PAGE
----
Agradecimiento (Gratitude)

For me, part of learning to live in Mexico has been learning to live with sadness. This is a truth that’s hard for me to admit because there is so much to love about this country. In the spring, Mexico City is a riot of the most beautiful flowers: bright purple Bougainvillea, deep lavender Jacaranda, calla lilies, geraniums. Some drape over walls painted in the richest colors of blues, yellows and reds. In springtime, the streets also come alive with fruit and vegetable vendors….they sell fresh artichokes door to door, and lychees, and strawberries so fragrant they seem like flowers themselves.  I love the man who parks at the busy intersection near my house in a battered wreck of a car and posts a sign on the roof   “4-leaf clovers for sale.” His little clover plants spill out of the open trunk. I love the informal markets, the used clothes bazaar, the lady who owns the corner store and feeds my children dulces after school , the street sweepers who brush the sidewalks clean with brooms made of twigs. I love the hidden shrines to the Virgin Mary tucked into stone walls. I love the sound of the steam whistle each evening as the  comote  (sweet potato) cart passes by. Mexico takes my breath away. It is like living inside a grand work of art.

Because this country has so much beauty, the  lack of compassion for animals is somewhat incomprehensible. I cannot understand how people can walk past a dog lying on the ground with a broken leg without any inclination to help. I can’t understand how people so often ignore the animal so weak from hunger its body shakes. Or those who put their dogs on roofs and leave them there for years without even a shelter to escape the rain. I have no idea where this cruelty comes from. Many people here still maintain that dogs “have no souls”. Maybe that’s the problem. I just don’t know.  What I do know is that I come face to face with cruelty and suffering everyday. It’s exhausting.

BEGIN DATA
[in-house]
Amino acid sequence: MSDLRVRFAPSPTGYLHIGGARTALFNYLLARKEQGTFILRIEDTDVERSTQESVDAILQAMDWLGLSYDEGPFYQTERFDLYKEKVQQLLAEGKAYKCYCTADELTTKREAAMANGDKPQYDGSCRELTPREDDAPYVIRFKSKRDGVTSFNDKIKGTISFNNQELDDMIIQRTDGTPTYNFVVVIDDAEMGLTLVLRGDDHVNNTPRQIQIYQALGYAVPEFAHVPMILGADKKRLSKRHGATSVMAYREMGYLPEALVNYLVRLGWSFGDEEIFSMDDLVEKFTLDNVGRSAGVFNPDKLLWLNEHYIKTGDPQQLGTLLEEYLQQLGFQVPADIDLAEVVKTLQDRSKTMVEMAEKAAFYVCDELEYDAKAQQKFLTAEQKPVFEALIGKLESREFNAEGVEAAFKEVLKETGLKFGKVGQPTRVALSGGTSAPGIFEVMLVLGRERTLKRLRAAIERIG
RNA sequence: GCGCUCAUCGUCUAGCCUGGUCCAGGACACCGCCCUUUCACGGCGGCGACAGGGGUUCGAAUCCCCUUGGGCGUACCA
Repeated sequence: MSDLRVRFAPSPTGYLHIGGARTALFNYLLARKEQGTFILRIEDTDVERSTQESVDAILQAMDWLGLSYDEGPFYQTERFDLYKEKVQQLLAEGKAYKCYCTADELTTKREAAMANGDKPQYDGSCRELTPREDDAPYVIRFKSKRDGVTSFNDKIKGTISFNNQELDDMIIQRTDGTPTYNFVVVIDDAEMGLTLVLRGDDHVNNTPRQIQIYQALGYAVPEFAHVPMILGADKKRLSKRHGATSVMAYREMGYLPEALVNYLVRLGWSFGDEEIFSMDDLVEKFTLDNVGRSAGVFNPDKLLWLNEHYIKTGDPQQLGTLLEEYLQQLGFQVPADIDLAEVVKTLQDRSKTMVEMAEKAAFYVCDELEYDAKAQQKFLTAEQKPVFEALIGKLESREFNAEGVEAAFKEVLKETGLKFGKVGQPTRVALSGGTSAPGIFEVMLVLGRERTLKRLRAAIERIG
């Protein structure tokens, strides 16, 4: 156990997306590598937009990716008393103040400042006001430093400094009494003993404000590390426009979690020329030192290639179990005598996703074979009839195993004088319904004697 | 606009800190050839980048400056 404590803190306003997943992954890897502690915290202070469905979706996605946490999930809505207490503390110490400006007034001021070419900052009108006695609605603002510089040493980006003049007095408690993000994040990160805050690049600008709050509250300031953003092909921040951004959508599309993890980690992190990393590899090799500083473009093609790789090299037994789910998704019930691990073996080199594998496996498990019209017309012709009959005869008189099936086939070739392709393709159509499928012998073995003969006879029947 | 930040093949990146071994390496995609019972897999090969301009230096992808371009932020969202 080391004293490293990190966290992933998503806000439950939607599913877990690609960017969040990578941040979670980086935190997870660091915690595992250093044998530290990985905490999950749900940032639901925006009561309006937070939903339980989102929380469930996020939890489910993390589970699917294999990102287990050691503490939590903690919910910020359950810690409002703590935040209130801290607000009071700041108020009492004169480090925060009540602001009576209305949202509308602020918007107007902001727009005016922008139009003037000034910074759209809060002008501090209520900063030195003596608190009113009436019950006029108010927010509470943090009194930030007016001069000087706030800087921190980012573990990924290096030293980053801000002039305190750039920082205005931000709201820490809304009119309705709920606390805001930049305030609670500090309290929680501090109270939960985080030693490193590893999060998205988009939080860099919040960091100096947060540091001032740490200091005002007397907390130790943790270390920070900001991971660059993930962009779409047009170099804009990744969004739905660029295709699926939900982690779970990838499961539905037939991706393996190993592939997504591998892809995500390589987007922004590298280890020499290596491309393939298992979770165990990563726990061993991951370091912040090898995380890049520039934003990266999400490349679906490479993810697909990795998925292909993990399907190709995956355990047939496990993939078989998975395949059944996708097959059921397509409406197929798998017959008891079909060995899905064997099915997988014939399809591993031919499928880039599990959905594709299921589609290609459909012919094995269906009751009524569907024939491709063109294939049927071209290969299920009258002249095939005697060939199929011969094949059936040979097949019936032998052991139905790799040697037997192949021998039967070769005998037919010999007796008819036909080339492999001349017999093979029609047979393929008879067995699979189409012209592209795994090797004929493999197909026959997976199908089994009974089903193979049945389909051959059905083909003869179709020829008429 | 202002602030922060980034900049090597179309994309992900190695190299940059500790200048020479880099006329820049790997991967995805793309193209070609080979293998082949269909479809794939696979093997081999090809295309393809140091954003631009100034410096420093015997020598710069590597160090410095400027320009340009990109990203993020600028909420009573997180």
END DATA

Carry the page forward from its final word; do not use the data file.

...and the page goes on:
One day not long ago, I stopped to feed a small group of street dogs I care for. One, a very old yellow dog, couldn’t get up. His leg was so badly fractured it  curved forward. The break had been left untended and  infection  had spread into the bone. I picked my friend up, howling in pain, to take him to the vet. A passerby yelled that the dog had an owner and I was stealing him. I just shook my head. This dog wasn’t owned, wasn’t loved, wasn’t fed. It was simply dying a slow and awful death. At the vet’s office, before he was euthanized. I stroked his head and hoped his passing was gentle. That’s what I could give. One last moment of love and affection.

my friend with fractured leg

For awhile I had two puppies at the house. There were three others living in the street . I wanted to help but first I had to find homes for the ones I already had. It didn’t take me long but two of the street pups died in the road during the wait. I pulled one of the bodies off the pavement and put it under a tree. It was all I could do. This is my life. For every dog I help, thousands more are left to suffer alone. My heart gets tired.

What keeps me going are moments of happiness as powerful as a strong embrace. They come from connecting with people who believe, as I do, that to help even a little is better than doing nothing at all. They come from the those who’ve helped me find homes for the dogs I’ve taken in. And they come from the simple knowledge that sometimes a life can be transformed, and a creature once considered worthless now has a place in someone’s heart.  Love, a home, is there anything better?